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 Post subject: Wholesale Organics
PostPosted: Tue May 03, 2005 12:29 pm 
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Joined: Tue May 03, 2005 11:58 am
Posts: 2
Location: Plano,TEXAS
We bought a 50 acre farm and would like to grow hay and other crops organically. Are there wholesalers in DFW area where we can purchase large quantatities of soil amendments? Our soil test and analysis recommends lots of rock phosphate, elemental sulfur etc. and we'll definitally go broke if we have to buy retail.

Thanks for any input.


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 Post subject: Wholesale
PostPosted: Wed May 04, 2005 8:12 am 
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Joined: Wed Dec 31, 1969 6:00 pm
Posts: 219
Location: Hubbard,TEXAS
I second the recommendation of Rabbit Hill Farm near Corsicana. We just picked up an order from them--e.g., a pallet of lava sand. Joann is great to work with.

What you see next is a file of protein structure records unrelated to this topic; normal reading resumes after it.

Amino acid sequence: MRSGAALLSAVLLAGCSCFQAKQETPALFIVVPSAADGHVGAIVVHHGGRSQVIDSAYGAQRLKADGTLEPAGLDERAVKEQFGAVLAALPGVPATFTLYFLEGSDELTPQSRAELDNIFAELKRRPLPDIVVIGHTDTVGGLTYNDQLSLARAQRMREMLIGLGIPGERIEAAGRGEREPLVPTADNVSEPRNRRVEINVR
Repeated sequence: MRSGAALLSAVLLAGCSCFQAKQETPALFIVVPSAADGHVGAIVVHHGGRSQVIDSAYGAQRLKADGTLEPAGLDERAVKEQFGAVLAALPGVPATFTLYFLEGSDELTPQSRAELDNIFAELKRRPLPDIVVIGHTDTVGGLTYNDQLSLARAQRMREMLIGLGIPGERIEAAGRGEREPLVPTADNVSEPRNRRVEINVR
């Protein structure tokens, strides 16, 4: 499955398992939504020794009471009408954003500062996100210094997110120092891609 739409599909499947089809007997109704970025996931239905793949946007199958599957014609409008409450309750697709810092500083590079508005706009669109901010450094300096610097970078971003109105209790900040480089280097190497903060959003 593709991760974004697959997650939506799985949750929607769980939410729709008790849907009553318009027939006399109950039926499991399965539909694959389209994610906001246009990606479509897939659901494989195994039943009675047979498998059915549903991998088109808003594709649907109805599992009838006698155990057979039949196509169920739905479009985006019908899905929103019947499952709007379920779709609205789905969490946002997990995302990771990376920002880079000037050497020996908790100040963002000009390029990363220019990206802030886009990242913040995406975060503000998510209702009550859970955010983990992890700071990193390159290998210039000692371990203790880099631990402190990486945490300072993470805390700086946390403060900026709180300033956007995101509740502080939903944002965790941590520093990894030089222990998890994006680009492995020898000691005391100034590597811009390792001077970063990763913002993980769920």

Some products are cheaper at the feed store, e.g., DE, molasses (liquid and dry), humate.

We've had the same problem--200 acres needing lots of help. Cover crops (legumes, etc) may be a cheaper way to help the soil. I'm currently researching this. The first thing we did was apply 1/2 ton of fine lime per acre. The lime is advertised as KMag and comes from the Hill Country. The trucking cost is more than the lime cost! Then it has to be spread. We hired this done.

Although I've been a ground crew member/organic advocate for several years, I've only found this Dirt Doctor Forum recently. You're fortunate to have the use of this info from the beginning!

pakin


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 Post subject: Large quanities...
PostPosted: Wed May 04, 2005 3:33 pm 
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Joined: Wed May 21, 2003 5:33 pm
Posts: 829
Location: Dallas,TX
Bluestem & Karakiz -
Don't you guys have a north Texas farmer's coop to turn to?
I hear tales from the east TExas bunch that theirs sure helps with large volume purchases, including molasses, and I'd think sulfur too.

Check with Robert Bard - he just might know. The truth is shipping/trucking is more expensive than most products these days.
CAN ANYONE SAY BIODIESEL?

Good luck!
Kathe


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 Post subject: Farmer's Coop
PostPosted: Fri May 06, 2005 12:34 pm